In November 2017, Apple released its widely anticipated iPhone X (as in the 10th anniversary of the iPhone). Besides it’s new OLED display, the iPhone X will be Apple’s first adventure into facial recognition software – although some users may be more skeptical than excited by it based on our survey.
Like U.S. voting fraud, smartwatch break-ins, and wireless network extender hacks, Americans ranked their perception of the possibility of facial recognition software being hacked a 4.2 on our scale, with five being very possible. Where the iPhone is concerned, Apple claims to have the most secure facial recognition software on the market, and tech experts are inclined to believe them.
Hacking scenarios most Americans didn’t think could ever be possible (but were)? Breaching a computer by listening to the rhythm of the computer fan (2.2) or the clicks on a hard drive (2.6) and bringing down a commercial jet remotely with just a smartphone app (2.9).
If you can’t imagine an outside force having a legitimate impact on a presidential election, consider this: It only took computer hackers at a security conference in Las Vegas two hours to infiltrate the machines used in U.S. elections. According to our survey, only 15 percent of Libertarians thought hacking U.S. voting was impossible, compared to less than 9 percent of Republicans and around 6 percent of Democrats.
But what about using a smartphone app to commandeer a commercial jet with the intent of destroying it? Another hacking conference proved it could be done. And prisoners building their own computer out of spare parts to break into a prison’s network and subsequently steal sensitive data? That happened in an Ohio correctional facility in 2015. Our poll found more than 42 percent of Democratic and Independent voters thought hacking a commercial jet with a cellphone was impossible, and more than 1 in 3 Democrats, Independents, and Republicans didn’t believe prisoners could ever break into a prison network with a homemade device.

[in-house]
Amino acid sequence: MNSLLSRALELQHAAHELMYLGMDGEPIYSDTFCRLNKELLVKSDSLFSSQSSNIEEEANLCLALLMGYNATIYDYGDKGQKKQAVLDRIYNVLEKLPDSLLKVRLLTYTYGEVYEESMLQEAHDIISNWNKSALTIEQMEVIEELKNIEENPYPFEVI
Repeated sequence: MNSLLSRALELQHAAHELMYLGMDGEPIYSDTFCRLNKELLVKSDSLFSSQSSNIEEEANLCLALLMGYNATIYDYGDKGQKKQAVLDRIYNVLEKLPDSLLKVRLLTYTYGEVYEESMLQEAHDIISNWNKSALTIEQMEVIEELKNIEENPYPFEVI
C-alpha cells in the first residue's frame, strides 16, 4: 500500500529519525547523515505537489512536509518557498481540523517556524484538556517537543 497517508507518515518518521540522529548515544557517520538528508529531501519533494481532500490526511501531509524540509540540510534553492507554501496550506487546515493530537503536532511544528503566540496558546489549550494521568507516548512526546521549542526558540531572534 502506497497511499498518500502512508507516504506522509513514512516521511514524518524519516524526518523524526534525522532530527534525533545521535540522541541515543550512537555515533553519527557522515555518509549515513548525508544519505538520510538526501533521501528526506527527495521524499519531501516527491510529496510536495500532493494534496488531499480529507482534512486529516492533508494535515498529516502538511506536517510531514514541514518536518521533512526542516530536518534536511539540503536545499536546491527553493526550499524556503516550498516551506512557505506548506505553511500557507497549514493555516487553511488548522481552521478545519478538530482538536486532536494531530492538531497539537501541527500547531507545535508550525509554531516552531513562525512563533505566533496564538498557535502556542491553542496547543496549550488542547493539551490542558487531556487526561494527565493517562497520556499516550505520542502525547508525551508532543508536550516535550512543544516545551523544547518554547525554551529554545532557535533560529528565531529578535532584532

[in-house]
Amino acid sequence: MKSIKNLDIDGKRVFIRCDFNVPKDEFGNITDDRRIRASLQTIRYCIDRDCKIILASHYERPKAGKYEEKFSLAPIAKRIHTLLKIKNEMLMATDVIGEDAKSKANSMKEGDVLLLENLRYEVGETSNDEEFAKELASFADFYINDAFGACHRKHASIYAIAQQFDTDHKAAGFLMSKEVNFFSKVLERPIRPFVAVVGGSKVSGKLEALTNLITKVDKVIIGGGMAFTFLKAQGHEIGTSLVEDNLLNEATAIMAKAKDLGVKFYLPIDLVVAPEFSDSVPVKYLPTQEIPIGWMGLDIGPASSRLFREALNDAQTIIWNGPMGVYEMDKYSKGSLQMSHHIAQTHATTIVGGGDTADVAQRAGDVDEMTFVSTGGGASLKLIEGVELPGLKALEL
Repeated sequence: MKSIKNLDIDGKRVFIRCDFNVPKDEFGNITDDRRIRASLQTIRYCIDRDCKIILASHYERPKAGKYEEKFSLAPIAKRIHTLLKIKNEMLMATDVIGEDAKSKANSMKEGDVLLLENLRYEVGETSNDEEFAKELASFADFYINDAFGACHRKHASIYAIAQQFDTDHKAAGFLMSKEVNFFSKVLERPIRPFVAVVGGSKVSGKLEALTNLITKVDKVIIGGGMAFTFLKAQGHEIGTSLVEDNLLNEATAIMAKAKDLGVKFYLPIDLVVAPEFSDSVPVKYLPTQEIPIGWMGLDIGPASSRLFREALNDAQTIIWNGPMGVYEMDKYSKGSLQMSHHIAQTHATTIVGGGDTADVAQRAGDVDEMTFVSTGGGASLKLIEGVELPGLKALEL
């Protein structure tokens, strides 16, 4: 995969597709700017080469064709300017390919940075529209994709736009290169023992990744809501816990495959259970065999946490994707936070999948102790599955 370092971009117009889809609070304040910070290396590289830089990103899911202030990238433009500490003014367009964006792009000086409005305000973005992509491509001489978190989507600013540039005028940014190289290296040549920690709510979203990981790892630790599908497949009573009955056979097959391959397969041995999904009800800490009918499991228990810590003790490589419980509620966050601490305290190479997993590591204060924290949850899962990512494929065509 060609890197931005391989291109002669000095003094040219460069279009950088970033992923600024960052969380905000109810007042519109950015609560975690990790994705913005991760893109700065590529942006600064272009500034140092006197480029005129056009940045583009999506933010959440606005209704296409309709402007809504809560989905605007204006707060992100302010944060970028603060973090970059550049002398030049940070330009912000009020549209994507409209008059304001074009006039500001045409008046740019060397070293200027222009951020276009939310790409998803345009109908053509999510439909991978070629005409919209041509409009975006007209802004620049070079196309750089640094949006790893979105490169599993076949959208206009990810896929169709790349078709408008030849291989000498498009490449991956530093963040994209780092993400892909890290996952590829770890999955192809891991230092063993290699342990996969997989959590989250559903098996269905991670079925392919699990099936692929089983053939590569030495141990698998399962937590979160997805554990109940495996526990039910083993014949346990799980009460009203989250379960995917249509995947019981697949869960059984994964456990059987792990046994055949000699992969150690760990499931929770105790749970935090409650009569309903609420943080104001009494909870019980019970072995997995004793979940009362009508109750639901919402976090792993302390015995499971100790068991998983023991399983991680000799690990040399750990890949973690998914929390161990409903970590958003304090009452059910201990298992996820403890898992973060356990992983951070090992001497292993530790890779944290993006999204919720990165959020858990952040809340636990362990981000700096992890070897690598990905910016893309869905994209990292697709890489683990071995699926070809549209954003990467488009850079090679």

Real World Hacking Examples
When it comes to hacking, sometimes it’s the major breaches that get all the attention. Like Target or Home Depot, when millions of people are impacted, hacks make headlines. The truth is that hackers could be targeting far more intimate access points when it comes to stealing and exploiting personal data.
By definition, smart technology (like door locks that don’t need keys or a smartwatch connected to the information on your phone) sound like modern-day conveniences. In many cases, they are. But did you know hackers have used these devices in the past to target unsuspecting Americans?
Most respondents were at least cautious toward automated smart home technology. When asked about a number of possible and confirmed hacking attempts, Americans between the ages of 25 and 34 were the least likely to believe technology around their homes could be used against them. Of all the scenarios, between 28 and 45 percent of Americans told us magnets could never hack a smart gun’s authorization systems – even though it’s already been done.
Too Close for Comfort